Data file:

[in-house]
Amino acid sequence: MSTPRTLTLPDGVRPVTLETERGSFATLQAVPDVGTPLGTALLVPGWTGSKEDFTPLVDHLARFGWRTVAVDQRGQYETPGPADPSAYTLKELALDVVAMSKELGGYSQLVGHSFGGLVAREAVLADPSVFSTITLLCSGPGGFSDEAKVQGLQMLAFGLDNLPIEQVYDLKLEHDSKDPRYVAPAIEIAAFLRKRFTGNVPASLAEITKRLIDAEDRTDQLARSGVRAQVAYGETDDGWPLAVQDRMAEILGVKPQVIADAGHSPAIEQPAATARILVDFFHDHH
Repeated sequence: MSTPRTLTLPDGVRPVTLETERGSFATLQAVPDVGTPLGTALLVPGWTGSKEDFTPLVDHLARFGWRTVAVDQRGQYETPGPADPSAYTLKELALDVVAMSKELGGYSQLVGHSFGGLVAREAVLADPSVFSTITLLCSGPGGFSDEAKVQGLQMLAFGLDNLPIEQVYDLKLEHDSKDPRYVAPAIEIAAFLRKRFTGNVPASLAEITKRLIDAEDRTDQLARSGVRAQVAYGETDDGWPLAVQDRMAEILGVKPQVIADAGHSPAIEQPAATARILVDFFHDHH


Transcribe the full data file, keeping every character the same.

[in-house]
Amino acid sequence: MSTPRTLTLPDGVRPVTLETERGSFATLQAVPDVGTPLGTALLVPGWTGSKEDFTPLVDHLARFGWRTVAVDQRGQYETPGPADPSAYTLKELALDVVAMSKELGGYSQLVGHSFGGLVAREAVLADPSVFSTITLLCSGPGGFSDEAKVQGLQMLAFGLDNLPIEQVYDLKLEHDSKDPRYVAPAIEIAAFLRKRFTGNVPASLAEITKRLIDAEDRTDQLARSGVRAQVAYGETDDGWPLAVQDRMAEILGVKPQVIADAGHSPAIEQPAATARILVDFFHDHH
Repeated sequence: MSTPRTLTLPDGVRPVTLETERGSFATLQAVPDVGTPLGTALLVPGWTGSKEDFTPLVDHLARFGWRTVAVDQRGQYETPGPADPSAYTLKELALDVVAMSKELGGYSQLVGHSFGGLVAREAVLADPSVFSTITLLCSGPGGFSDEAKVQGLQMLAFGLDNLPIEQVYDLKLEHDSKDPRYVAPAIEIAAFLRKRFTGNVPASLAEITKRLIDAEDRTDQLARSGVRAQVAYGETDDGWPLAVQDRMAEILGVKPQVIADAGHSPAIEQPAATARILVDFFHDHH